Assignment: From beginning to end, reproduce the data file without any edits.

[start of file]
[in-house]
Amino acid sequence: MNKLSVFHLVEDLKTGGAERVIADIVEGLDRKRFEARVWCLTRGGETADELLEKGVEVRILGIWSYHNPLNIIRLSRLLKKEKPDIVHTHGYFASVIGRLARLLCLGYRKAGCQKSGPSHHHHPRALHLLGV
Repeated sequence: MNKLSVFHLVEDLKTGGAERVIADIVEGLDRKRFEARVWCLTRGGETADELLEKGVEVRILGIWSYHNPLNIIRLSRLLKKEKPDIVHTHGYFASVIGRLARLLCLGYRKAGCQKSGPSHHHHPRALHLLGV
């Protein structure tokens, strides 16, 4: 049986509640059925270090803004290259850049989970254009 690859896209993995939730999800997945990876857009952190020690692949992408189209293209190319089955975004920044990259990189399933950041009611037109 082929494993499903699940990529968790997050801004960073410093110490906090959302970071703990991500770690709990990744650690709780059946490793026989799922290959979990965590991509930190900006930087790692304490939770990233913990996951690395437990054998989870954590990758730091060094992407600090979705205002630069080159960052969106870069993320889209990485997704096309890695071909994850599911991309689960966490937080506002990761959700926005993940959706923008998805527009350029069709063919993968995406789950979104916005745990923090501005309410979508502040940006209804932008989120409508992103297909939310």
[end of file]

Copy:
[in-house]
Amino acid sequence: MNKLSVFHLVEDLKTGGAERVIADIVEGLDRKRFEARVWCLTRGGETADELLEKGVEVRILGIWSYHNPLNIIRLSRLLKKEKPDIVHTHGYFASVIGRLARLLCLGYRKAGCQKSGPSHHHHPRALHLLGV
Repeated sequence: MNKLSVFHLVEDLKTGGAERVIADIVEGLDRKRFEARVWCLTRGGETADELLEKGVEVRILGIWSYHNPLNIIRLSRLLKKEKPDIVHTHGYFASVIGRLARLLCLGYRKAGCQKSGPSHHHHPRALHLLGV
């Protein structure tokens, strides 16, 4: 049986509640059925270090803004290259850049989970254009 690859896209993995939730999800997945990876857009952190020690692949992408189209293209190319089955975004920044990259990189399933950041009611037109 082929494993499903699940990529968790997050801004960073410093110490906090959302970071703990991500770690709990990744650690709780059946490793026989799922290959979990965590991509930190900006930087790692304490939770990233913990996951690395437990054998989870954590990758730091060094992407600090979705205002630069080159960052969106870069993320889209990485997704096309890695071909994850599911991309689960966490937080506002990761959700926005993940959706923008998805527009350029069709063919993968995406789950979104916005745990923090501005309410979508502040940006209804932008989120409508992103297909939310």